Travelers flying out of Boston’s Logan International Airport may have met its newest assistant, Carla. She’s upbeat, informative – but not human.This hologramlike virtual assistant stands by one of Logan’s checkpoints, explaining the rules for passing through security. As she bops through each regulation, pictures of cellphones and toiletries (neatly packed into plastic bags) appear above her hands (like at 0.43 in video below) After the two-minute spiel, Carla repeats the message in Spanish.
“Project LifeLike is a collaboration between the Intelligent Systems Laboratory (ISL) at the University of Central Florida (UCF) and the Electronic Visualization Laboratory (EVL) at the University of Illinois at Chicago (UIC) that aims to create visualizations of people, or avatars, that are as realistic as possible. While their current results are far from perfect replications of a specific person, their work has advanced the field forward and opens up a host of possible applications in the not-too-distant future.”
"After downloading free software, users can create cartoonish
avatars, roam in virtual chat rooms, watch videos from Google's YouTube
and photos from Picasa, or create their own virtual rooms to chat with
friends and family. Lively avatars can assume different identities,
change cloths, laugh, cry and hug with just a few clicks of the mouse.
Google says Lively is a "20 percent project" by Google Labs, meaning
it's about 20 percent complete. The lab is where the company tests new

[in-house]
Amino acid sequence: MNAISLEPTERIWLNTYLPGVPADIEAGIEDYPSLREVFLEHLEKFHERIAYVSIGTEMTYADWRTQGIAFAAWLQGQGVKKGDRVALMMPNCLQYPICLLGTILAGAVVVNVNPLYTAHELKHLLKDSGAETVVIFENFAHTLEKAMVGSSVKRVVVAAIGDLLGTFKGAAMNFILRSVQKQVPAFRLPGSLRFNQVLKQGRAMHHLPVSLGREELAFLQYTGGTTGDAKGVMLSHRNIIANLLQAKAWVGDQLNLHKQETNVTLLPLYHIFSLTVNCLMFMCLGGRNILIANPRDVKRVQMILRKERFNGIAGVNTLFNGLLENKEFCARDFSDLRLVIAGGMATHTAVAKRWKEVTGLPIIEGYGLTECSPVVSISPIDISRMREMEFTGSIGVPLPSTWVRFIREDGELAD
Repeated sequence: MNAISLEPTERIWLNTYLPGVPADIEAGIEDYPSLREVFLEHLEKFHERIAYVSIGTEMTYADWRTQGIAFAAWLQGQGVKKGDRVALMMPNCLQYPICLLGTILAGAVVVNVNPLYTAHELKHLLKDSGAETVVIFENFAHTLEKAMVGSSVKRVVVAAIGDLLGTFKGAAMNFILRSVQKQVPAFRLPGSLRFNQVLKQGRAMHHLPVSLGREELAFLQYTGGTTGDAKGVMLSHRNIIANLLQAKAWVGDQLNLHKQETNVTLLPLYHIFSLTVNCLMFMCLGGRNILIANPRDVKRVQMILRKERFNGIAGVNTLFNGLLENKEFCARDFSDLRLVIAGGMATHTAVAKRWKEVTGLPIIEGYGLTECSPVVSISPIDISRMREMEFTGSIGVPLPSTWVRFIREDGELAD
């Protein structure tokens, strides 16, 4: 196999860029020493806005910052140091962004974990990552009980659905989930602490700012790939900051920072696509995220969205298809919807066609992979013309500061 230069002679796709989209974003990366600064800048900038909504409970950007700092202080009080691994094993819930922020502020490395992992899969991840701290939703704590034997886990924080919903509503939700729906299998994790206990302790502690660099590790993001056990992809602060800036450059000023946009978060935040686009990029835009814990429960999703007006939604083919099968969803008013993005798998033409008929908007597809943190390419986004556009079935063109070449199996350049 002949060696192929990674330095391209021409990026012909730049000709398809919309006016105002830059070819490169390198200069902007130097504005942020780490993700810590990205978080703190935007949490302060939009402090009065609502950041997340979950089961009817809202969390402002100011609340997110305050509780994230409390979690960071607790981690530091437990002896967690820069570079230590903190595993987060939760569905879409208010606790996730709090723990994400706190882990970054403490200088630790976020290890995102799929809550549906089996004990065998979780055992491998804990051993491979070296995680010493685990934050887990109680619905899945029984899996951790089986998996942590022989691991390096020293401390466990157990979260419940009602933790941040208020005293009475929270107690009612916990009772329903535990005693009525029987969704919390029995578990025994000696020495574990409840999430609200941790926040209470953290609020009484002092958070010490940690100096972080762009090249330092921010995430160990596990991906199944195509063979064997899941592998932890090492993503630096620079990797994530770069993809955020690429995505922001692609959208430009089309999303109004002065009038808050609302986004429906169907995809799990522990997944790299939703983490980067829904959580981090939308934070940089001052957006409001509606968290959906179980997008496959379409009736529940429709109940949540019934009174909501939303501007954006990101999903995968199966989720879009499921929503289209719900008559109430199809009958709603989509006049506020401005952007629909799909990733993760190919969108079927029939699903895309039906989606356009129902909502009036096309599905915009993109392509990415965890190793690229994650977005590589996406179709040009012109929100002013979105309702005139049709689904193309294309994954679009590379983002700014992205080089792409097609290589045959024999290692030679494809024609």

products before launching them. Unlike the real world, Google said it
is not planning to sell ads in its new virtual world."
"Torrens’s computer simulations let planners drop a few thousand virtual
people into a burning building, then sit back and take notes—with heat
coming only from the computer itself. The specific scenarios Torrens
creates could show firefighters how to save the most people, tell
architects where to place exits or barriers in stadiums, and guide
police forces in corralling unruly mobs."
"Torrens’s model, on the other hand, turns each individual into an
“avatar” with an artificial mind. Avatars can plan their own route,
adjust their path on the fly, and even respond to the body language of
fellow cybercitizens who may be jostling them."
"Online virtual worlds, electronic environments where peoplecan work and interact in a somewhat realistic manner, have greatpotential as sites for research in the social, behavioral, andeconomic sciences, as well as in human-centered computer science.This article uses Second Life and World of Warcraft as two verydifferent examples of current virtual worlds that foreshadowfuture developments, introducing a number of research methodologiesthat scientists are now exploring, including formal experimentation,observational ethnography, and quantitative analysis of economicmarkets or social networks."